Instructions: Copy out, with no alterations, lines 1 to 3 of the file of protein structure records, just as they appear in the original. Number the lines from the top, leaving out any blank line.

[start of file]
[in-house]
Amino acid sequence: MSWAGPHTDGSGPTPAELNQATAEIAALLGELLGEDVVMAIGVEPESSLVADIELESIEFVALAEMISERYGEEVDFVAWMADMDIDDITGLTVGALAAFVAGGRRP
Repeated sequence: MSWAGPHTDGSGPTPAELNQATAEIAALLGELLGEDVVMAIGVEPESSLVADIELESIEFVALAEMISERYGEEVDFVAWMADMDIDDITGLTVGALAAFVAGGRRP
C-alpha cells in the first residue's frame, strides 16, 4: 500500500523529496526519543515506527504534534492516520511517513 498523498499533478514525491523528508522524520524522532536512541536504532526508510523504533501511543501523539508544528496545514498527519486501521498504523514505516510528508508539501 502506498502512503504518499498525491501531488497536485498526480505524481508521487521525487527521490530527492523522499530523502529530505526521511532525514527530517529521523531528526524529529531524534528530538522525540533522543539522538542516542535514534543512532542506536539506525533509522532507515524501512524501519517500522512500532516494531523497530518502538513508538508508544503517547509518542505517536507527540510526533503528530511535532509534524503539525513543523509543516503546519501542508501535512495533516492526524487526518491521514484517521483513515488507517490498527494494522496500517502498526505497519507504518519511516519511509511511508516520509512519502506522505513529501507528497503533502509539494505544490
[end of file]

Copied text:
[in-house]
Amino acid sequence: MSWAGPHTDGSGPTPAELNQATAEIAALLGELLGEDVVMAIGVEPESSLVADIELESIEFVALAEMISERYGEEVDFVAWMADMDIDDITGLTVGALAAFVAGGRRP
Repeated sequence: MSWAGPHTDGSGPTPAELNQATAEIAALLGELLGEDVVMAIGVEPESSLVADIELESIEFVALAEMISERYGEEVDFVAWMADMDIDDITGLTVGALAAFVAGGRRP